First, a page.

© Copyright 2023 by Angela Townsend
Photo by Laura Ohlman on Unsplash
This would have been instantly apparent to wiser eyes, but I was, what — eleven? And when you are eleven, you are warned early and often about Mr. van Auken.
It was sturdy advice, as hard as the massive ordnance gleaming from every wall. As the middle school technology teacher since at least the Spanish Civil War, Mr. van Auken had access to powerful, deadly items found nowhere else in an eleven-year-old’s world.
He never tired of repeating this.
From the hour he opened his mouth — an abyss, we were warned, of vapors so terrifying, eighth-graders left furtive blocks of Dentyne on his desk — he spoke of beheading by miter saw, dismemberment by mortiser. No doubt he looked wearier than his eighty or so years because all he thought about was the gruesome and likely deaths of middle schoolers.
Such deaths would not happen on his watch, which meant such deaths would not be shut up about, ever.
Apparently the most fragile begonia in Mr. van Auken’s classroom was a long-haired girl, and he waxed long and anguished about the power of the ponytail to save lives. Bobbed like a late-born Gidget, my hair was too short to pull back, too short to pull me to my demise. But that wasn’t why Mr. van Auken trusted me.
Properly terrified by his talk and reports of his putrid wickedness, I did not trust Mr. van Auken. But I trusted the second greatest power I’d ever known to pull me through: my own earnestness.
I knew I would be useless at those merciless machines (an accurate prophecy), but I knew I could ace the exams. I expected my projects would insult the trees who died to give us birdhouses, but I was confident I could write finest-grit prose about the Industrial Revolution.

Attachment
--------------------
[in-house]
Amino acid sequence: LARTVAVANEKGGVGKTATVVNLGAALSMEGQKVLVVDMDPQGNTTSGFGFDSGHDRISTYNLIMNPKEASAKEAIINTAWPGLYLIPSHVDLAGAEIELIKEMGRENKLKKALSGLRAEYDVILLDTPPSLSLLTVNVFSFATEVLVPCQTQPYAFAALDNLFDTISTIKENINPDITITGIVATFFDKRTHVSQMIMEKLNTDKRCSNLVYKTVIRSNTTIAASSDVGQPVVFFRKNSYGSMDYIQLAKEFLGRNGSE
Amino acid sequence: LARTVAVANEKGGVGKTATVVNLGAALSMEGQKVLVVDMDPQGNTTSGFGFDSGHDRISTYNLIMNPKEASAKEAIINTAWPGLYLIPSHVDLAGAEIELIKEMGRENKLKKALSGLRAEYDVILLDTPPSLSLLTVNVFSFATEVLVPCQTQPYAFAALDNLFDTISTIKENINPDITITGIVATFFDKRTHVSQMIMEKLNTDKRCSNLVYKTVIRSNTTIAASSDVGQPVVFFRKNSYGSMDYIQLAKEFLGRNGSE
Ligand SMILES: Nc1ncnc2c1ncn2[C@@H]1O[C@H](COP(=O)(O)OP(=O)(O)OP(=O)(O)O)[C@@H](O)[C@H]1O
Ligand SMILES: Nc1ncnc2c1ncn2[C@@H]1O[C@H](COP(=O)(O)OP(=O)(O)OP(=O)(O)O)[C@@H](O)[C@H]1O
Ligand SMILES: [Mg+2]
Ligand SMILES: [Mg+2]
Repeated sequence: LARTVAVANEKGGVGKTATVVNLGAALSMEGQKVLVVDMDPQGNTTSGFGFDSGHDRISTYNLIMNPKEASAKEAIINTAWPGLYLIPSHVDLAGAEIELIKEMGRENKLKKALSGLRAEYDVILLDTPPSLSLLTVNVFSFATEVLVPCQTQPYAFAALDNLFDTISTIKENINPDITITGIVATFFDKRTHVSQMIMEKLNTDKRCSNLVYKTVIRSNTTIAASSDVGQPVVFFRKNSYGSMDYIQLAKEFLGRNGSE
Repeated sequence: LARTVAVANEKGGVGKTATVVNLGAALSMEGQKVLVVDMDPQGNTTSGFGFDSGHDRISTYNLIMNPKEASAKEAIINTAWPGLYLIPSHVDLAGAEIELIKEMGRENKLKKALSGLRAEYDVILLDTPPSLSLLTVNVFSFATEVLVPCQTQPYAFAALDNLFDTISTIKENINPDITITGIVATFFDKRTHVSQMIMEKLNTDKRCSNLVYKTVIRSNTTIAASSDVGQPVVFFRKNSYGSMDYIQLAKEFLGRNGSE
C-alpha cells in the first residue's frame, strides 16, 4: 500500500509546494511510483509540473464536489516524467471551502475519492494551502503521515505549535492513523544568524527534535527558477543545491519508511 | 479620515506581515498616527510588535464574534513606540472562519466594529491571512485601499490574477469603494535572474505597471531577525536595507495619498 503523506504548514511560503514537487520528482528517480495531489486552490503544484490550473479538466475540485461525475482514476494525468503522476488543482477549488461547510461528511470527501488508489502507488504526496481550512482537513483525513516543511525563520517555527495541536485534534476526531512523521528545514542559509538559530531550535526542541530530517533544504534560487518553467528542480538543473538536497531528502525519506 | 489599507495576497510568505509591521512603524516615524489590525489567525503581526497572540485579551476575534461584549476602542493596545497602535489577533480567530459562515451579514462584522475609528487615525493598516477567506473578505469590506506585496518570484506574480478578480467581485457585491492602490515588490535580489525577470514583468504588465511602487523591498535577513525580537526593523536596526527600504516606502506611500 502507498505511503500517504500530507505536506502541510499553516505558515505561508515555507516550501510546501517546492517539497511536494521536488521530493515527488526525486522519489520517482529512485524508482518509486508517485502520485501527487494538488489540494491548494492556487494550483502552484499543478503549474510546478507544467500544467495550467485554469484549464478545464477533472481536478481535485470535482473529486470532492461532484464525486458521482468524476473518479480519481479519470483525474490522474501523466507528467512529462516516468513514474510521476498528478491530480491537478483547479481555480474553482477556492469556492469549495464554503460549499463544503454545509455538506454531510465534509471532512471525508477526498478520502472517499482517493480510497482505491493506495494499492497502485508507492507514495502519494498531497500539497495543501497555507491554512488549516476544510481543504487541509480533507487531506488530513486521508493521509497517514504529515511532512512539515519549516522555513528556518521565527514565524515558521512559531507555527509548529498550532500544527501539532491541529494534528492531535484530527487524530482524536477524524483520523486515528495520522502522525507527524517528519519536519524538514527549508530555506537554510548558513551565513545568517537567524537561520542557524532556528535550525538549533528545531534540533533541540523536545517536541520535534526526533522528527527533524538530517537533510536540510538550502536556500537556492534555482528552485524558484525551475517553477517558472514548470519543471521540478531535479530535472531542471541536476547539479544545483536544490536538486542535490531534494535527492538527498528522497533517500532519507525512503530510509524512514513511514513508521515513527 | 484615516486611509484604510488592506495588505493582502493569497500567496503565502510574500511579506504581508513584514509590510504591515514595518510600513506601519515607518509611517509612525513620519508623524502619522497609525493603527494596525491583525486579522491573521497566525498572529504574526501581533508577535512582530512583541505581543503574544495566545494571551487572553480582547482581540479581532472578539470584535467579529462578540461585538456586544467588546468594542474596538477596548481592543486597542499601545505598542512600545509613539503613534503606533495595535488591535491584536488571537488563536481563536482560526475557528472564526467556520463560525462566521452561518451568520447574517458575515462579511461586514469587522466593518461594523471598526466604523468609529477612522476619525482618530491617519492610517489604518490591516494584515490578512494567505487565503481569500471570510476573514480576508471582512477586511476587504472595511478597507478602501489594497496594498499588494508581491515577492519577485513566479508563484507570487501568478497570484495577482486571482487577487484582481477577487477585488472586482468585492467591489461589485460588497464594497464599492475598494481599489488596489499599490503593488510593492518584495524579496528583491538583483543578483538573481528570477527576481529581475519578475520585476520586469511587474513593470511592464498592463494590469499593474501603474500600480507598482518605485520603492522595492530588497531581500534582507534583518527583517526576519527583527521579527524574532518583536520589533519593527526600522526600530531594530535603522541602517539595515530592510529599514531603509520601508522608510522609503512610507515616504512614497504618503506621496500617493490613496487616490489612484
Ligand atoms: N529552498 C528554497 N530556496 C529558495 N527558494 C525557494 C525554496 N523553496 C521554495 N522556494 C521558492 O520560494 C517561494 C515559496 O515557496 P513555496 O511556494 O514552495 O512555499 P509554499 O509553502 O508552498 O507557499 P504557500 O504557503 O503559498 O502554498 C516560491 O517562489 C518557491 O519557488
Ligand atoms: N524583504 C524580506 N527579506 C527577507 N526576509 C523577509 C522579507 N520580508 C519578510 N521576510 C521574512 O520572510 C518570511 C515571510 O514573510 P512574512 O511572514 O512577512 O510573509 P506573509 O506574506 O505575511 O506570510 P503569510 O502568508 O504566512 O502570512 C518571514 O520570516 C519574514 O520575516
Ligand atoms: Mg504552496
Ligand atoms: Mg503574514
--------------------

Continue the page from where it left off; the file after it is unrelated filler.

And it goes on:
I studied diligently. I kept my tools clean. I kept my eyes open. I kept my tiny bangs behind a headband, just in case.
I couldn’t keep from shaking the day Mr. van Auken summoned me in there, under the MEASURE ONCE, CUT TWICE sign.
There, behind the shop, no doubt where all the putrid wickedness was hatched and hammered, was Mr. van Auken’s office. It was as clean as one would expect from a man who has had over eighty years to hone his neuroticism. There was no Dentyne (no surprise he had rejected such sincere offerings). There were no altars to Satan.
There was just Mr. van Auken, all sparrow-grey eyes and Daddy Warbucks head.
And then, there was a wooden box in my hand, as stunning as anything at Sotheby’s.
It was filled with pencils, each one covered in happy faces.
“Pick one. Pick a few.”
“What?” I was waiting for the vapors.
He smiled. He was apparently capable of that. “You keep acing my tests. You take this all so seriously. I wanted to celebrate that.”
Putrid wickedness, I knew even at eleven, cannot celebrate. I took a pencil. I laughed against my better judgment. Mr. van Auken laughed. Then he gave me an eraser shaped like Bugs Bunny.
“Stick that on the top. Look. That’s cool.”
It was the coolest thing in the entire middle school.
And so began my bond with an eighty-year-old paradox, the meanest man in Middleburg whose breath was not terrible and whose friendship was not difficult.
I started coming in before class to ask questions. (Questions, I knew even at eleven, are friendship’s favorite food.) I admitted I was scared of all the artillery, scared enough that I couldn’t make any progress on my Tic-Tac-Toe board.
“I don’t want you scared. I just want you respectful.”
His grey eyes chuckled more often than his mouth, which had learned to be solemn, maybe from all those years of unsolicited Dentyne. When he said “respectful,” we eye-laughed at each other, because everyone knew that no one was as respectful as me. Now I just needed to respect the vicious, violent, death-dealing machines.
My Tic-Tac-Toe board, meant to look like a cat, looked like putrid wickedness. So Mr. van Auken did the only thing he could do.